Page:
In general, I have noticed a wide range of results from the different companies with regard to whether they seem to print darker or less saturated colours than others.

Other Reviews

As with all my hobbies, I tend to go crazy trying to collect as much information as possible. Here are some of the comparison reviews and sites I used during my initial research. I will post additional links in my company specific reviews.

  • Photobook Girl - You’ll probably already have come across this site, as it’s easily the most frequently updated photo book review site around. There’s a lot of useful information there; however, only certain companies are featured, and there are not many comparisons made amongst the companies.
  • Digital Home Thoughts - Jason Dunn reviewed 12 photo book companies. The main post was published in April 2010, though some reviews have been updated as of July 2014. 
  • The Daily Digi - This post reviews 12 photo books, but was published in May 2010.
  • Genevieve Flynn Photography - This post was published in April 2015, and Genevieve reviews Artifact Uprising (softcover), Blurb, Mixbook, MyPublisher, MPix.
  • Christina Jack Photography - This photographer reviews MILK Books, Nushots, Artifact Uprising, and Blurb. Published June 2013.
  • WeRockYourWeb - This page reviews Lulu, Blurb, Artifact Uprising, Shutterfly, Picaboo, and Snapfish, but does not show any pictures of the photo books (text only). Originally posted September 2014, but updated in December 2015. The comments also have some reviews.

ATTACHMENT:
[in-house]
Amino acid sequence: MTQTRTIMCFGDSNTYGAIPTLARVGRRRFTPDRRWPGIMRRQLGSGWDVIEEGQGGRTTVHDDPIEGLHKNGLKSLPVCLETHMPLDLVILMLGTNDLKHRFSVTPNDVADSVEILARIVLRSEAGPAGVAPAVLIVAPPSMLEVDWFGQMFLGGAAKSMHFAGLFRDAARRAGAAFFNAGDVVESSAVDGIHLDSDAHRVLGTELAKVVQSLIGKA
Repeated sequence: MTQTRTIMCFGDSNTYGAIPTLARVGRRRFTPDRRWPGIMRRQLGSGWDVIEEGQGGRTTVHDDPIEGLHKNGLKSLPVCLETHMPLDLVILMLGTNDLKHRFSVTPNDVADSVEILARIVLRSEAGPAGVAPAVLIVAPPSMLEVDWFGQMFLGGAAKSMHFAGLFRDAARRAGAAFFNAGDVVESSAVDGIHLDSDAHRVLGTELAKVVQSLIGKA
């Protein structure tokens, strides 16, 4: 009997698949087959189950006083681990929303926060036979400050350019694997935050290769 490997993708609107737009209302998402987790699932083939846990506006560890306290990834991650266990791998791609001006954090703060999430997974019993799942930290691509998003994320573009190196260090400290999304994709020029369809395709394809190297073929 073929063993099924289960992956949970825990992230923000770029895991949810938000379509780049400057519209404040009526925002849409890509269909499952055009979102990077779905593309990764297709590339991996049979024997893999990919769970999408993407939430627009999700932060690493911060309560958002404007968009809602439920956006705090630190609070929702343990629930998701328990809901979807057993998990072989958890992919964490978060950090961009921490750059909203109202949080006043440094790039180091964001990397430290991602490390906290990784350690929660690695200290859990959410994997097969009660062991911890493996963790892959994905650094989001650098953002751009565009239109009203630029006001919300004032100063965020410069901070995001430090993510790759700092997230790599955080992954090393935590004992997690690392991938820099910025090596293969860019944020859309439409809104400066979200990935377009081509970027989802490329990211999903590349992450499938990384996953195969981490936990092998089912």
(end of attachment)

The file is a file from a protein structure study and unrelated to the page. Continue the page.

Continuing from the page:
• Tom's Guide - This Tom’s Guide page reviews Mixbook, Shutterfly, Picaboo, Snapfish, MPix, Blurb, Lulu and was published in August 2015 and has pictures of the physical products.
  • Digital Photos 101 - Quite a few photobook reviews, but few reviews feature pictures of the final product, and almost all are rated similarly.
  • Focused Photographers - Some interesting quotes from photographers on various photo book companies, but no in depth reviews.
  • Improve Photography - This page reviews online print labs for prints, not photo books, but is interesting nonetheless.
  • DPReview Forums - Use the search function (you may find my posts!)
  • Photography subreddit - Use the search function
  • WeddingWire Forums - Use the search function


I purchased all the photo books with my own money, and used only promotion codes available to the public. I have not and am not paid or compensated for any of my reviews, nor are there any affiliate links embedded in my posts. I may post referral links for certain products and services I recommend, but I will note these where used.


  1. I am so thankful about stumbling across your site. I enjoy reading the writing style of your review and resonate with you when it comes to going crazy trying to collect as much information as possible about any new found hobby. What I admire and certainly do not have is your discipline to organize and record your findings and experiences. :)

  2. Do you have plan to explore "artisan prints"? I purchased their stored value card on impulse in an event.

  3. I am also thankful about stumbling across your site. It's so in depth and well written. Thank you for sharing your findings!